Opinion: Rising freebies are a fiscal price of political failure

It would have been helpful if the civil servents, who objected to freebies, had warned the PM before the recent assembly polls

Opinion: Rising freebies are a fiscal price of political failure

Prime Minister Narendra Modi's recent remarks on 'revdi culture' - the culture of giving out 'freebies' to potential voters - has attracted a lot of attention. Some time back several senior civil servants reportedly told Modi that 'freebies' promised as part of election manifestos are pushing state governments into deep red and could trigger a serious fiscal crisis. It would have been helpful if they had warned the PM before the recent assembly elections in which all major contenders, including the BJP, dangled freebies like free power, farm loan waivers and the like to incentivise voters. Important functionaries ranging from the Prime Minister and the Chief Justice of the Supreme Court to the Reserve Bank of India governor have been issuing statements warning political parties and governments against fiscal profligacy.

Should political party A offer free rations? Should political party B offer free power? Should political party C offer free water? Is free education a freebie? The question of free vaccination in the battle against a pandemic was briefly raised and then forgotten. Economists and policymakers have long debated the merits and demerits of subsidies. Way back in 1978 Prime Minister Morarji Desai, till then the longest serving Union finance minister and a fiscal conservative, appointed an expert committee to evaluate controls and subsidies. The debate yielded a consensus on one issue, namely, that some subsidies are justified while others are not.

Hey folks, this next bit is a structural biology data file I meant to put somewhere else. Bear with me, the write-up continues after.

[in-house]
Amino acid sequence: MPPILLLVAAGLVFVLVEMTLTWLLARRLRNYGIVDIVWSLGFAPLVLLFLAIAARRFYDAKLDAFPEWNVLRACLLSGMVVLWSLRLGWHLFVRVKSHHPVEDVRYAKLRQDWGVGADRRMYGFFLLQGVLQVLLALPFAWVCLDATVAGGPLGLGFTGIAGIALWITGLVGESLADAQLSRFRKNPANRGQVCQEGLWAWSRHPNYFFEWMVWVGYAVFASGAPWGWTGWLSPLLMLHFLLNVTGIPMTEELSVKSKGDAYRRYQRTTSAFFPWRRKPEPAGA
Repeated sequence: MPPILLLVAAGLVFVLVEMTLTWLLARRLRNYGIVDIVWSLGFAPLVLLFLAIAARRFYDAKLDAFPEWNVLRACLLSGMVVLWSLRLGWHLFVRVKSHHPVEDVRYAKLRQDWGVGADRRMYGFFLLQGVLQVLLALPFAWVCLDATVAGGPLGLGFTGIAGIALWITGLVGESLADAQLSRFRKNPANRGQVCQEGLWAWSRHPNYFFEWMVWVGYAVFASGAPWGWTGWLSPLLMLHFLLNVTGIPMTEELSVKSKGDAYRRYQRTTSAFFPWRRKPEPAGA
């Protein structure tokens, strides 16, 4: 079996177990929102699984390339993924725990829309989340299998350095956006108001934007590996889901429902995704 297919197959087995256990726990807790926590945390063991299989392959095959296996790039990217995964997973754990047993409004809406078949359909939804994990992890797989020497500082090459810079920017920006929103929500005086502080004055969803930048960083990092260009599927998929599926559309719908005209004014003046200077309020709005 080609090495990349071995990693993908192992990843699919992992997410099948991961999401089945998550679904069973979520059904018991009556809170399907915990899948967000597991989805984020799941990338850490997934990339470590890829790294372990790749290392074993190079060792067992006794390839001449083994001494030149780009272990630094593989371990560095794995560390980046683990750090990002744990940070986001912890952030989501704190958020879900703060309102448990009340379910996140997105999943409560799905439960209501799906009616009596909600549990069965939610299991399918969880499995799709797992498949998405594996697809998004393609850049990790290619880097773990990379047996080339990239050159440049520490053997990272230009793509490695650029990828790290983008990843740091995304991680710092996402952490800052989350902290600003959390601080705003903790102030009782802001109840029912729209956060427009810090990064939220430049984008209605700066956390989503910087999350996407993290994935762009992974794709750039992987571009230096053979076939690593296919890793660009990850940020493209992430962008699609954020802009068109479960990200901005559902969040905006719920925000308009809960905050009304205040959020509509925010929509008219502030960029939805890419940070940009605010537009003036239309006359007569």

The subsidies justified on grounds of welfare and efficacy were called merit subsidies and those that were regarded as regressive from both an economic and a social perspective were dubbed non-merit subsidies. A government in any civilised society is expected to tax the rich and subsidise the poor. Civilised societies also subsidise or provide free certain public goods like school education and public health. There are good economic, social and political justifications for such public provisioning.

There is, however, no justification for political parties offering freebies that are either no more than electoral bribes or that the government's exchequer cannot afford. When political parties promise free television sets, kitchenware and such like they are using the taxpayer's money to bribe voters. When they promise free electricity, water or other scarce resources they are merely borrowing from future generations to reward present ones.